If you’re not familiar with two-in-one benefits of spray foam insulation, we’re here to help! To understand the benefits of spray foam insulation, think of a foam coffee cup or a foam ice chest. Both products keep heat or cold in, while protecting the exterior from transferring temperature. Foam insulation does the exact same thing.

Foam insulation doesn’t only insulate your home like other insulation products like fiberglass and cellulose insulation –­ it also seals air leaks. Why does this matter? Air sealing prevents air from inside your home from escaping through the cracks and crevices in your home. Leaks are often found around recessed (can) lights, plumbing stacks, electrical wires, attic hatches or doors, around chimneys or flues, and duct chases. When these are sealed conditioned air you’ve already paid for stays in your home.

 

Why Invest in Spray Foam Insulation?

With so many ways homeowners can spend money on their home, why should you invest in spray foam insulation and its air sealing benefits? Here are just a few reasons:

  • Sealing air leaks and adding proper mechanical ventilation to a home can increase your indoor air quality. Air leakage (outside air that enters a house uncontrollably through cracks and openings) is not the same as ventilation. Sealing these leaks and properly ventilating creates healthier indoor air.
  • A home built on a crawl space filled with mold, dust and pests affects your health and the health of your family. Air from your crawl space moves up into your home, bringing those contaminants with it, into the air you breathe.
  • By properly insulating and air sealing, you are keeping energy you have already paid for in your home.
    • AND reducing your home’s heating and cooling needs reduces wear and tear on your HVAC system!

 

Contact us today for a free spray foam estimate!

 

building envelope

New Energy Codes Go Into Effect in October. Are You Ready?

By News

energy-codesAlabama is adopting the 2015 International Residential Code (IRC) with specific Alabama amendments. This code will go into effect October 1, 2016. All homes permitted prior to this date will still be subject to the current 2009 IECC requirements.

Building energy codes are important for several of reasons:

  • Building energy codes save consumers money. A home that does not meet code standards results in wasted energy and high operating costs. Efficient buildings use less energy and put money back into a building owner’s pocket.
  • Building energy codes result in healthier, more comfortable buildings by reducing the amount of outside air that enters the home. This helps occupants breathe healthier air with appropriate levels of humidity. Homes also remain comfortable year-round, resulting in high rates of satisfaction for residents, and often times increased home values.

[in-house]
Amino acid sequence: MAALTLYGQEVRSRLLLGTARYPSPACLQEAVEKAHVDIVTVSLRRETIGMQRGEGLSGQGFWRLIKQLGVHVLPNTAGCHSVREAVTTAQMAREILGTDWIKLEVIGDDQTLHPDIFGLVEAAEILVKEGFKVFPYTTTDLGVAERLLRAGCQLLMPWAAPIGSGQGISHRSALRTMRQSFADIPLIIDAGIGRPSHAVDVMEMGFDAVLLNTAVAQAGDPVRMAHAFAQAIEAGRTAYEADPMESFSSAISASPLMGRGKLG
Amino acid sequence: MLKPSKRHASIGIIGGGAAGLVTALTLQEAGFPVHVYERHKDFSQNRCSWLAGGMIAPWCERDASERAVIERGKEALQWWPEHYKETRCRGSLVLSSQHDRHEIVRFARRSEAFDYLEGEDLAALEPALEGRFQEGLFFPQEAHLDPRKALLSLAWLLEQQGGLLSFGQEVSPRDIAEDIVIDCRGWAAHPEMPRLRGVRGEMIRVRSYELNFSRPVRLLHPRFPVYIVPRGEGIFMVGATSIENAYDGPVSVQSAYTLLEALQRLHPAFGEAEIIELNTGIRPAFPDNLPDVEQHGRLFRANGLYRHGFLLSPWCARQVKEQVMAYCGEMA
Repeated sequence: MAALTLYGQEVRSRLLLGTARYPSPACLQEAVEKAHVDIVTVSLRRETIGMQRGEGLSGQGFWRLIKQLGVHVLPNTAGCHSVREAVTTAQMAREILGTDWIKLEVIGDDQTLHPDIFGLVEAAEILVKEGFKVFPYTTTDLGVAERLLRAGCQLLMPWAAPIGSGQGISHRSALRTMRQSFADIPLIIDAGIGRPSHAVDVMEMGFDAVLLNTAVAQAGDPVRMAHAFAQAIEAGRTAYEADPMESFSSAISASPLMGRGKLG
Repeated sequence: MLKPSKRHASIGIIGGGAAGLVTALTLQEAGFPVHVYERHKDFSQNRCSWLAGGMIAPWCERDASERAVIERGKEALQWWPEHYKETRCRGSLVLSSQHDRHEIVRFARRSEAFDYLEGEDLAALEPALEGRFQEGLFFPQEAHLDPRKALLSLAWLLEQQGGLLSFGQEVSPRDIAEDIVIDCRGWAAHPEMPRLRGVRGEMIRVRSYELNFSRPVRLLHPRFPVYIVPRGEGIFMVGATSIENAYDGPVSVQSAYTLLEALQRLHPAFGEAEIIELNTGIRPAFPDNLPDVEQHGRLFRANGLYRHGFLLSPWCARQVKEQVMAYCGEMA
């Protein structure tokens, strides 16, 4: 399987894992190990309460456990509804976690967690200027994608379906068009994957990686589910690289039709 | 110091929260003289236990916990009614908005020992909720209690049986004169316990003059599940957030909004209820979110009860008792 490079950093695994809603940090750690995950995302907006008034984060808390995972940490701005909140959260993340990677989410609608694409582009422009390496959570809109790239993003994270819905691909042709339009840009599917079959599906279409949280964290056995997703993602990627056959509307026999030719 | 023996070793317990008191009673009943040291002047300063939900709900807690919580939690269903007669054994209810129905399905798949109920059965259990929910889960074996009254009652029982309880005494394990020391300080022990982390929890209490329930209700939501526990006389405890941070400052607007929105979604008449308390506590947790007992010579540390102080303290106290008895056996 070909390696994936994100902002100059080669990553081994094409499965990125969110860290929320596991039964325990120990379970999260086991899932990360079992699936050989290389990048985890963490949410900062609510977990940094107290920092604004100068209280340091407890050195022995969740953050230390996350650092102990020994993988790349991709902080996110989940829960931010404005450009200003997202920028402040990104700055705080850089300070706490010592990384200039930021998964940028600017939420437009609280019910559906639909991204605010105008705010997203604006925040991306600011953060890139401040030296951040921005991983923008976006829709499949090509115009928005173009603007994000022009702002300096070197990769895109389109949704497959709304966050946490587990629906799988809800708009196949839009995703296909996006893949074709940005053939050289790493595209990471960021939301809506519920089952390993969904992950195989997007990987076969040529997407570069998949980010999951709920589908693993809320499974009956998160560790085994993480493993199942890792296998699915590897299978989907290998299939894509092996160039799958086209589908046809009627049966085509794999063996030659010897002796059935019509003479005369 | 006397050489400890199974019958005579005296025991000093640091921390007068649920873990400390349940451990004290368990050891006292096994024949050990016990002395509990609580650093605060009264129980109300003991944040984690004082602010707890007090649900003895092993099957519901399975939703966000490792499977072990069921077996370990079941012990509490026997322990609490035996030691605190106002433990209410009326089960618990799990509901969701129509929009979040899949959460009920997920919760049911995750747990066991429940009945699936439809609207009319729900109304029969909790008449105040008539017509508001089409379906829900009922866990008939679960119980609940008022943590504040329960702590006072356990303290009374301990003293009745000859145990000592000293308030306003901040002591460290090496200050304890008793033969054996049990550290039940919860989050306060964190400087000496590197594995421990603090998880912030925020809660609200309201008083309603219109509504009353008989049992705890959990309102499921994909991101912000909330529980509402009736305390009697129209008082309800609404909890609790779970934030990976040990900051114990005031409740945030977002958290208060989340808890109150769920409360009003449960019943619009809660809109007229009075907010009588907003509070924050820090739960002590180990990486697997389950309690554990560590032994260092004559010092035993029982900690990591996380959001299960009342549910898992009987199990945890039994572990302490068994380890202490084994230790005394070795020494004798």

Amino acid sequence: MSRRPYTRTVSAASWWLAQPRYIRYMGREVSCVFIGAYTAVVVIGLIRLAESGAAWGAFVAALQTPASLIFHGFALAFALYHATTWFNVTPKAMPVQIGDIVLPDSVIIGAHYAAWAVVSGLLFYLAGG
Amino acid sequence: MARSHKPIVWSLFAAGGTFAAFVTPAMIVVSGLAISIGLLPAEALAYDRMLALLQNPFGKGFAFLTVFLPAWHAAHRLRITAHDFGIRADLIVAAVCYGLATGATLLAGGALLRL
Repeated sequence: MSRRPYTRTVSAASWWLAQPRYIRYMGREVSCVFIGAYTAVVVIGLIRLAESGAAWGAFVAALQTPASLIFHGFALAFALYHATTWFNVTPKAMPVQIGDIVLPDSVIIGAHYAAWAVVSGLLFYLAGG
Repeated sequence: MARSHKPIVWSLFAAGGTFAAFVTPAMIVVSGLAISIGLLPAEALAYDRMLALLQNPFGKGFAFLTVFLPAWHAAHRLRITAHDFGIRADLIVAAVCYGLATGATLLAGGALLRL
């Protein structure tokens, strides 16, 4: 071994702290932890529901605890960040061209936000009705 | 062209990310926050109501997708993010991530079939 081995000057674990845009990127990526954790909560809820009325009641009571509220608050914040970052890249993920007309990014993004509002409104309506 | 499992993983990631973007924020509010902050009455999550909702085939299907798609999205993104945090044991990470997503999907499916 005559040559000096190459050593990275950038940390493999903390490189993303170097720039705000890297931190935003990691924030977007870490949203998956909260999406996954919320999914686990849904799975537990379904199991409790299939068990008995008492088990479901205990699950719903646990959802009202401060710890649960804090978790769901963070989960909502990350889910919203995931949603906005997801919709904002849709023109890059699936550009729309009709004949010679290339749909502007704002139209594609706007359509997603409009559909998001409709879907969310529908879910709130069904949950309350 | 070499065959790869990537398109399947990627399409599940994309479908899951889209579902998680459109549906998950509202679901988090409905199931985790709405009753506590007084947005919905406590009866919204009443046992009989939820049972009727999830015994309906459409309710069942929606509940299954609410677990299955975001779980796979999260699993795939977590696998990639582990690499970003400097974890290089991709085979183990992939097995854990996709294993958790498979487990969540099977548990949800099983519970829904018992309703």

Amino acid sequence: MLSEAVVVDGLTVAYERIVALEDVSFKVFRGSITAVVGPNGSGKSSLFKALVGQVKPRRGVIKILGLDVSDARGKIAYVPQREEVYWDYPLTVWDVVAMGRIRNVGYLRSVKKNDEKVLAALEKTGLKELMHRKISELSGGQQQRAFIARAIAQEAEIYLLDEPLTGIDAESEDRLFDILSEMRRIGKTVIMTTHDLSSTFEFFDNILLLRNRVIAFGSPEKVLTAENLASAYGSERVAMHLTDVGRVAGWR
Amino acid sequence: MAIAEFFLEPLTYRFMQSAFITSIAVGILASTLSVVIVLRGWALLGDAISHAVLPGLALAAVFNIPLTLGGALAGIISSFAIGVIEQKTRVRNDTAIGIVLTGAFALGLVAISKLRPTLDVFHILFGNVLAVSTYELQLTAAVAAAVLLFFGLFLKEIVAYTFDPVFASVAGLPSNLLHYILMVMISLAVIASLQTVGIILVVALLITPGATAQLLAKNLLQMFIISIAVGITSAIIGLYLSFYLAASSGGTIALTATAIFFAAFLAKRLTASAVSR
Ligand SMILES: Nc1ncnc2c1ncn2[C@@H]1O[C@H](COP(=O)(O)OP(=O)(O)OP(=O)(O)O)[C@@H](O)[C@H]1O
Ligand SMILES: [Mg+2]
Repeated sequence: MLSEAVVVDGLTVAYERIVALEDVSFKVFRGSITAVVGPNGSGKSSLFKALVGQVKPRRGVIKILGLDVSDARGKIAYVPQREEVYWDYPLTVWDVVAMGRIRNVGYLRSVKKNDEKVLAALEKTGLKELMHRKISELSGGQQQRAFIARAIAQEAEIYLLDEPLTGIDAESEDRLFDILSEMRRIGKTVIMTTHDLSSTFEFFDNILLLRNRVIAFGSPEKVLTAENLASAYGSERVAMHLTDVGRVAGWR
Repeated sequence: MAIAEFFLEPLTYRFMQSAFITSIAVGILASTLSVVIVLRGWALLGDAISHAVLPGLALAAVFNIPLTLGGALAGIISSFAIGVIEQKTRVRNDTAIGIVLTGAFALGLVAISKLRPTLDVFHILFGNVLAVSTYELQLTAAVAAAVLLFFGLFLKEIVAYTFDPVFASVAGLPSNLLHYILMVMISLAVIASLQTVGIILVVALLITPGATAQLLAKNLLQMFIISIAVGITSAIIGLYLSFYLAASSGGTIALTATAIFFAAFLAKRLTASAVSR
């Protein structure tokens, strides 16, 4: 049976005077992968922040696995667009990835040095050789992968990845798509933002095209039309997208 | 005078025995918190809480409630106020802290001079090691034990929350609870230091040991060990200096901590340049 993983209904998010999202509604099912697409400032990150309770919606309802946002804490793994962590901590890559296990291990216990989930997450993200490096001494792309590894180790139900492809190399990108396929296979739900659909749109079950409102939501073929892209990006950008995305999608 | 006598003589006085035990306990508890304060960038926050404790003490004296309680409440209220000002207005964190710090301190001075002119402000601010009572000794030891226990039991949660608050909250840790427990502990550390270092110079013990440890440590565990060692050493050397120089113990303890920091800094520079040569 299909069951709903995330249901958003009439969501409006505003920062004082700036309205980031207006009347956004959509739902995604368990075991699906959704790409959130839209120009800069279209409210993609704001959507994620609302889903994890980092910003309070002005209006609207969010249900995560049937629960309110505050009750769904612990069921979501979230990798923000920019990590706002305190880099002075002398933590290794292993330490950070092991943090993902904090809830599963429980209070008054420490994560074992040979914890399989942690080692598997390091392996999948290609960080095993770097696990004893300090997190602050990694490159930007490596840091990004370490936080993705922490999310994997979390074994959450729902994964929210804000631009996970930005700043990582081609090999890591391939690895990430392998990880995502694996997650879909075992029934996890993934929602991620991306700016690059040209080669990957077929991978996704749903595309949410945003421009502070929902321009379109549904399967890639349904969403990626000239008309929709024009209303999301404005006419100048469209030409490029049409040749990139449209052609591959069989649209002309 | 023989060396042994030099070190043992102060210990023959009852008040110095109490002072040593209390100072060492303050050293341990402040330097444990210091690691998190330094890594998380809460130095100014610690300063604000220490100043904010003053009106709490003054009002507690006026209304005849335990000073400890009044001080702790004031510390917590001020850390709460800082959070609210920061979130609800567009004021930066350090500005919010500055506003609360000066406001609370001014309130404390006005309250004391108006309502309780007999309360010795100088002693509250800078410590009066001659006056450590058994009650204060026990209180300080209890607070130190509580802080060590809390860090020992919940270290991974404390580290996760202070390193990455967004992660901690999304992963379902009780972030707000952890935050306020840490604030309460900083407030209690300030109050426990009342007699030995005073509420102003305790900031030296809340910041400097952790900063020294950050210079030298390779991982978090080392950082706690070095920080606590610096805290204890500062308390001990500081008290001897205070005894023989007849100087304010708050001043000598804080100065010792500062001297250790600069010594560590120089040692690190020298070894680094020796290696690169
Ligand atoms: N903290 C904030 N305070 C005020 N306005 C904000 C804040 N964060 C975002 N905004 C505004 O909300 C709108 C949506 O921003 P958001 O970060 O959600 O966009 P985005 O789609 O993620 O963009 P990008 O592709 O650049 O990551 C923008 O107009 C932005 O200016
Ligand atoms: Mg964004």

• Energy codes boost the local economy. Money saved through lower energy bills can be spent on other goods and services in the local economy.
  • Energy codes reduce foreign energy consumption. Buildings consume 40 percent of the energy used in the United States. Reducing the amount of energy used by buildings reduces our demand for foreign energy.

 

Overview of the 2015 IRC

Although r-values in the 2015 code remain largely unchanged, the tightness of the building envelope and ductwork see significant changes.

  • The 2015 code reduces air changes from seven (7) air changes per hour to five (5) air changes per hour.
  • Ductwork leakage is moving from 12% total leakage to 4% total leakage.
  • Achieving this new standard with traditional fiberglass insulation will require greater attention to detail in framing methods, duct sealing methods, air sealing techniques and more.

 

In addition to the reduced air changes and leakage levels, there is a change in the inspection for air leakage. The visual inspection option for air leakage is no longer valid. With the 2015 codes, all houses will require a blower door test.

Confused about the new codes? Don’t be. We are here to help you navigate the changes and answer any questions. Contact our office with your questions.

Boy suffering from allergies

Suffer from Allergies? Did you know…

By News

Do you or someone you love suffer from asthma or asthma-related attacks?

It’s estimated that 26 million Americans are affected by asthma or asthma-related conditions. It’s proven that these attacks have a direct link to air quality — and air sealing your home can help.

In the lungs of asthma sufferers, swollen airways become extra sensitive when the individual is exposed to asthma triggers such as pollen, smoke, pet dander, dust, mold, chemicals in the air and more. To make things worse, an American Lung Association study indicated too many people in the United States live in areas where the air is unhealthy for them to breathe.

Sealing a home’s air leaks can help improve indoor air quality by lowering the number of asthma triggers that can enter the inside of a home or building.

Spray foam insulation is a great option to both insulate and seal air leaks in one step. In fact, one of the key benefits of spray foam is improved indoor air quality. The material provides an exceptional air seal, works as a thermal barrier (insulator) and helps control moisture issues. This improved air-tightness provides better control of indoor humidity, which reduces mold inside the home. It also dramatically reduces the number of pollutants that can enter the home (pollen, dust, etc.) and allows a home to have proper mechanical ventilation to filter the air and keep the interior air clean.

By reducing these asthma triggers, anyone affected by asthma or other breathing issues will benefit.

Contact us for a free estimate to air seal your home and increase your indoor air quality.